“Straight Outta Compton” topped the box office for the second weekend in a row and crossed $100 million domestically after just nine days in release.
Though the film dropped 56% from its opening weekend, it added an estimated nearly $27 million, bringing its haul in the U.S. and Canada to $111.5 million. If estimates hold, “Straight Outta Compton” also will help to give Universal Pictures, co-producer and distributor of the film, its 13th weekend atop the domestic box office, following the success of “Jurassic World” and “Minions."
Director F. Gary Gray’s “Straight Outta Compton” follows iconic rap group N.W.A from its scrappy beginnings in the mid-'80s to its commercial and creative success followed by the death of member Eazy-E. N.W.A members Dr. Dre, whose real name is Andre Young, and Ice Cube, a.k.a. O’Shea Jackson, served as co-producers.
More modest debuts of three new films did little to boost the overall box office. Ticket sales this weekend were expected to be down about 5% to 6% from the same weekend last year, according to film-tracking firm Rentrak.
“Mission: Impossible — Rogue Nation” took the No. 2 spot, adding $11.7 million in its fourth weekend. The Paramount Pictures film starring Tom Cruise has made $157.8 million domestically to date.
“It’s no surprise that strong holdovers would rule again because it’s a typically slow time of year,” said Phil Contrino, vice president and chief analyst at BoxOffice.com. “I think a lot of studios are hesitant to open strong new movies at this time of year. It’s pretty standard. Same thing happened last year, when ‘Guardians of the Galaxy’ dominated at this time too.”
Of the new films out this weekend, “Sinister 2" drew the most moviegoers. The R-rated horror flick fell slightly short of expectations, earning $10.6 million to nab the No. 3 spot.
Gramercy Pictures, Focus Features’ genre label, released the micro-budget Blumhouse Productions film. The sequel to 2012 “Sinister” follows a mother and her twin sons after they find themselves in a house marked for death as an evil spirit.
About 51% of moviegoers were female, and 57% were 25 or younger. Their average grade was a B-minus, according to audience polling firm CinemaScore.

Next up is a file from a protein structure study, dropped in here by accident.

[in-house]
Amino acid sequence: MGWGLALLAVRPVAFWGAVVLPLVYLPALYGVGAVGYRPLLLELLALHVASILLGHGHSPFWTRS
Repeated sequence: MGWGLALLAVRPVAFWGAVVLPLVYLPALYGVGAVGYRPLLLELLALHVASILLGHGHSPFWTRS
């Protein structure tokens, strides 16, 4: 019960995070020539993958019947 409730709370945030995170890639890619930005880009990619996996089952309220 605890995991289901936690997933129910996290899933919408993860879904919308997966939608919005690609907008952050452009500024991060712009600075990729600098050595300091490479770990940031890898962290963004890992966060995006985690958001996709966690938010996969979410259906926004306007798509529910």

By comparison, “Sinister,” which was released by Summit Entertainment in 2012, earned $18 million domestically at the box office its first weekend. The film went on to gross more than $48 million in the U.S. and Canada.
Twentieth Century Fox’s “Hitman: Agent 47" debuted in fourth with $8.2 million, falling short of the $10 million to $16 million tracking estimates.
“I think all the new films being R-rated cannibalized each other,” said Chris Aronson, Fox’s president of domestic distribution. “It was unfortunate.”
Still, Aronson said there is more life left for the film.
“The good news is that our target audiences likes it,” he said. “We have the dog days of summer to go. We will be fine at the end of the day.”
The action-thriller, directed by Aleksander Bach, is based on a popular video game series. It stars “Homeland” actor Rupert Friend as genetically enhanced assassin Agent 47. Audiences, who gave it a B grade on CinemaScore, skewed male (61%) and older than 25 (60%).
Warner Bros.’ “The Man From U.N.C.L.E.” rounded out the top five in its second weekend. It made a $7.4 million Friday through Sunday, raising its total $26.6 million. The action-adventure film, based on the 1960s TV series, stars Henry Cavill, Armie Hammer and Alicia Vikander.
Lionsgate’s “American Ultra,” the third new offering this weekend, opened at No. 6 with $5.5 million. Audiences for the film, which stars Jesse Eisenberg and Kristen Stewart, were skewed male (56%) and older (65% older than 25). The film notched a B-minus grade on CinemaScore.
In limited release, Sony Pictures Classics debuted “Grandma” to $120,856 in just four theaters, a per-location average of $30,214, the highest of the week.
Fox Searchlight also expanded its art-house film “Mistress America” to 32 theaters in eight markets, including Phoenix, San Francisco, Boston and Chicago. In its second weekend, the Noah Baumbach-directed film, co-written by Greta Gerwig, added $237,000. Its total domestic haul is about $378,000 after 10 days in limited release.
Despite the lackluster weekend, the 2015 box office is up about 6% year to date, according to Rentrak. The total haul for 2015 is about $7.5 billion, up from the $7 billion from the same time last year. Analysts credit the robust year at the box office to a diverse slate filled with blockbusters, surprise hits and strong holdovers that continue to collect revenue even after falling out of the top 10.
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